Finally, the U.N.'s Intergovernmental Panel on Climate Change—which claims to speak for more than 2,500 scientists—is probably the most frequently cited source for the consensus. Its latest report claims that "human interference with the climate system is occurring, and climate change poses risks for human and natural systems." Yet relatively few have either written on or reviewed research having to do with the key question: How much of the temperature increase and other climate changes observed in the 20th century was caused by man-made greenhouse-gas emissions? The IPCC lists only 41 authors and editors of the relevant chapter of the Fifth Assessment Report addressing "anthropogenic and natural radiative forcing."

Of the various petitions on global warming circulated for signatures by scientists, the one by the Petition Project, a group of physicists and physical chemists based in La Jolla, Calif., has by far the most signatures—more than 31,000 (more than 9,000 with a Ph.D.). It was most recently published in 2009, and most signers were added or reaffirmed since 2007. The petition states that "there is no convincing scientific evidence that human release of . . . carbon dioxide, methane, or other greenhouse gases is causing or will, in the foreseeable future, cause catastrophic heating of the Earth's atmosphere and disruption of the Earth's climate."

We could go on, but the larger point is plain. There is no basis for the claim that 97% of scientists believe that man-made climate change is a dangerous problem.”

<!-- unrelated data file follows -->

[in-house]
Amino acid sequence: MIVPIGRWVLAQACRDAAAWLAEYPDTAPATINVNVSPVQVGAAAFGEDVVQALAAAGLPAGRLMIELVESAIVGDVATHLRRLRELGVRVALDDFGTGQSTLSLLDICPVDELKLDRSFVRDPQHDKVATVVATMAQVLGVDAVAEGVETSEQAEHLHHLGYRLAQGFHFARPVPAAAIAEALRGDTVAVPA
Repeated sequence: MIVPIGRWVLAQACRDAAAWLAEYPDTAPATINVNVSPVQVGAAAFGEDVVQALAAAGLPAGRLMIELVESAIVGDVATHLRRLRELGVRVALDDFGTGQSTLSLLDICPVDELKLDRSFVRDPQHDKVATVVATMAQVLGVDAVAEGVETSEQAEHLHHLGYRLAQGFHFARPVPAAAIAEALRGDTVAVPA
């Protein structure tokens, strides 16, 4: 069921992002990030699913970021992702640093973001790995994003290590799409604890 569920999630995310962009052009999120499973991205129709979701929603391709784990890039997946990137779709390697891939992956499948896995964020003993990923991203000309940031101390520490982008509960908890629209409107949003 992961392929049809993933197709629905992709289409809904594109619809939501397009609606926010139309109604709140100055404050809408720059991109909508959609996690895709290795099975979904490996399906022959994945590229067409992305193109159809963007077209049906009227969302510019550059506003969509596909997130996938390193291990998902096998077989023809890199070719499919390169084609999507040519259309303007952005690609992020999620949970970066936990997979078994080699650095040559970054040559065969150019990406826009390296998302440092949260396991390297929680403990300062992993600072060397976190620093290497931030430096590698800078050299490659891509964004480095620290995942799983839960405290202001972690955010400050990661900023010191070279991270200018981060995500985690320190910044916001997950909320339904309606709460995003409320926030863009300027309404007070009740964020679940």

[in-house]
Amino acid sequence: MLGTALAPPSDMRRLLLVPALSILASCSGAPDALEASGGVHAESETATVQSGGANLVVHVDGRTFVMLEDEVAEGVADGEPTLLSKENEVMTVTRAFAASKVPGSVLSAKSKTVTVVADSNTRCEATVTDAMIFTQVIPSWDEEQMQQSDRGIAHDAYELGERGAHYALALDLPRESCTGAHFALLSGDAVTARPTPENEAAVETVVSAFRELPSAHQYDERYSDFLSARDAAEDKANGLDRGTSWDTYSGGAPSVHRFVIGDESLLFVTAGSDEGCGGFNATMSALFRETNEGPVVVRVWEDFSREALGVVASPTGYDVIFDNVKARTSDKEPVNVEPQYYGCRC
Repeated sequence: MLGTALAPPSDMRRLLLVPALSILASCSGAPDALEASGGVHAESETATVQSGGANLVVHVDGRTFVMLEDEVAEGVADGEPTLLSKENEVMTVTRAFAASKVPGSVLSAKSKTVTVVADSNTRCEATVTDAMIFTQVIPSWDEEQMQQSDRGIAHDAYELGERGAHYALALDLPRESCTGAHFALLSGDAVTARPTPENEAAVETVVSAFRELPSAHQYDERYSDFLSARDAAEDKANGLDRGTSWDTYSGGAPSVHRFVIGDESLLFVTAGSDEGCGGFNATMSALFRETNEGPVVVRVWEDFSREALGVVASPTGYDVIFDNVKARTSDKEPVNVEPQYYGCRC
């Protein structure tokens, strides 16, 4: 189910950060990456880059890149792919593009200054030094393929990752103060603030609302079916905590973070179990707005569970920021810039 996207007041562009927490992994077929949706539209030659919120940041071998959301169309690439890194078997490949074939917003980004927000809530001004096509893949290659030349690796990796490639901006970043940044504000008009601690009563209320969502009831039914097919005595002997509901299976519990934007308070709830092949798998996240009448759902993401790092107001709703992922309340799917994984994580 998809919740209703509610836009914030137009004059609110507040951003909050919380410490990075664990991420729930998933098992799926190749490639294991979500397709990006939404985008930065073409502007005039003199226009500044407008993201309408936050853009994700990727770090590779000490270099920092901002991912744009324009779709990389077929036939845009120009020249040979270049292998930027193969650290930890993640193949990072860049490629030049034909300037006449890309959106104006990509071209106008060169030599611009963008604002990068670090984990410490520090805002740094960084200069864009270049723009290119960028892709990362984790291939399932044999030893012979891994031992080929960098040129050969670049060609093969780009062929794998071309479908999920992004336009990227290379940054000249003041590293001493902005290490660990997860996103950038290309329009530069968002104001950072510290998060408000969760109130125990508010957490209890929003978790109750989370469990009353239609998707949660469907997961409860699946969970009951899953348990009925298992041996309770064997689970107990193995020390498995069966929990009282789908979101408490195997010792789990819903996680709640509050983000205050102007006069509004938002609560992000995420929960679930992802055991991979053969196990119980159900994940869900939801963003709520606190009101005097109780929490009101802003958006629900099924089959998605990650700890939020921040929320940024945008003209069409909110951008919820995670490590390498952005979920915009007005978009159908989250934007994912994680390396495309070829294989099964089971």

Mr. Bast is president of the Heartland Institute. Dr. Spencer is a principal research scientist for the University of Alabama in Huntsville and the U.S. Science Team Leader for the Advanced Microwave Scanning Radiometer on NASA's Aqua satellite.

Yesterday there was an ominous quiet here as ‘Catastrophic Fire Conditions’ prevail. The T.V. news shows ‘Walls of flame’ towering over trees as they’re consumed, embers blown thirty kilometres to start spot fires elsewhere and, of course, there’s very little water – many towns are now so depleted that drinking water needs to be trucked in. Houses burn, people die. Who would not find this sobering.

It’s not a time for fury to be expressed for dissenting views on climate change.

There’s a real issue to do with ‘world views’, the largely unspoken understanding that we all have as to why things are the way they are. My education and yours probably included an idea, a concept called Uniformitarianism – what a mouthful! – and this is expressed as:

‘The theory that all geologic phenomena may be explained as the result of existing forces having operated uniformly from the origin of the earth to the present time.’ … or ‘it’s always been like this.’


There’s no evidence for this idea which gained popularity in the years prior to Darwin’s work and which appeared to back up Darwin’s needed evolutionary aeons of time but it’s just a cozy concept whereas Catastrophism is not.


The evidence is there in both folklore and geology to show that the ‘heavens moved’, Mars and Venus battled in the skies and that our ancestors witnessed these events which now come down to us as myth and legend and within the puzzling, enigmatic stick figures hand painted on cave walls. Not so enigmatic if planetary bodies carry electrical charge.


There’s a world described by Velikovsky in both ‘Worlds in Collision’ and ‘Earth in Upheaval’ which is unfamiliar, which isn’t taught in schools. It’s not cozy and Climate Change in terms of shock and awe permeate the pages.


None of this makes me a climate change denier – it’s a label which contains no nuance.